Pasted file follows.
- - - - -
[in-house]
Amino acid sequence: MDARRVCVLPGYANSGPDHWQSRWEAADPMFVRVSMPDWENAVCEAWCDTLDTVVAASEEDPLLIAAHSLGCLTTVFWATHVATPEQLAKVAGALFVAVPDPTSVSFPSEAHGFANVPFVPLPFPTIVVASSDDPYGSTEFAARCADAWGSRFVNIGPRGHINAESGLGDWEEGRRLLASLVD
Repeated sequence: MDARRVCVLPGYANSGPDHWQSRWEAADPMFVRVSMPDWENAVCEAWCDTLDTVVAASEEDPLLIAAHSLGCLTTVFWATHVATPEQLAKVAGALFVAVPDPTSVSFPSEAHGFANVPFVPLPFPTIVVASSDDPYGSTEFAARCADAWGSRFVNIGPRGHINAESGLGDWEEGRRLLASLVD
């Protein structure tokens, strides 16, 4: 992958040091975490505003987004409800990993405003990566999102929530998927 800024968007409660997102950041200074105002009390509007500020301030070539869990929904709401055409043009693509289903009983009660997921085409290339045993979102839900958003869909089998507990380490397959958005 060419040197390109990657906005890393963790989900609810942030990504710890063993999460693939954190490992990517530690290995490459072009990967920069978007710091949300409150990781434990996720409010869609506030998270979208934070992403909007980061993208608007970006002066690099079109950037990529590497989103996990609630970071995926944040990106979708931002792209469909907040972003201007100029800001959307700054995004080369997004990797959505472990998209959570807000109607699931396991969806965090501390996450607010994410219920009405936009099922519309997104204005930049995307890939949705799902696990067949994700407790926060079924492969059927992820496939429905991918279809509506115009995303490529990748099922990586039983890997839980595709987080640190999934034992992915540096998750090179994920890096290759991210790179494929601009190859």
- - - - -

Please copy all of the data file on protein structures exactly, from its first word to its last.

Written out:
[in-house]
Amino acid sequence: MDARRVCVLPGYANSGPDHWQSRWEAADPMFVRVSMPDWENAVCEAWCDTLDTVVAASEEDPLLIAAHSLGCLTTVFWATHVATPEQLAKVAGALFVAVPDPTSVSFPSEAHGFANVPFVPLPFPTIVVASSDDPYGSTEFAARCADAWGSRFVNIGPRGHINAESGLGDWEEGRRLLASLVD
Repeated sequence: MDARRVCVLPGYANSGPDHWQSRWEAADPMFVRVSMPDWENAVCEAWCDTLDTVVAASEEDPLLIAAHSLGCLTTVFWATHVATPEQLAKVAGALFVAVPDPTSVSFPSEAHGFANVPFVPLPFPTIVVASSDDPYGSTEFAARCADAWGSRFVNIGPRGHINAESGLGDWEEGRRLLASLVD
């Protein structure tokens, strides 16, 4: 992958040091975490505003987004409800990993405003990566999102929530998927 800024968007409660997102950041200074105002009390509007500020301030070539869990929904709401055409043009693509289903009983009660997921085409290339045993979102839900958003869909089998507990380490397959958005 060419040197390109990657906005890393963790989900609810942030990504710890063993999460693939954190490992990517530690290995490459072009990967920069978007710091949300409150990781434990996720409010869609506030998270979208934070992403909007980061993208608007970006002066690099079109950037990529590497989103996990609630970071995926944040990106979708931002792209469909907040972003201007100029800001959307700054995004080369997004990797959505472990998209959570807000109607699931396991969806965090501390996450607010994410219920009405936009099922519309997104204005930049995307890939949705799902696990067949994700407790926060079924492969059927992820496939429905991918279809509506115009995303490529990748099922990586039983890997839980595709987080640190999934034992992915540096998750090179994920890096290759991210790179494929601009190859």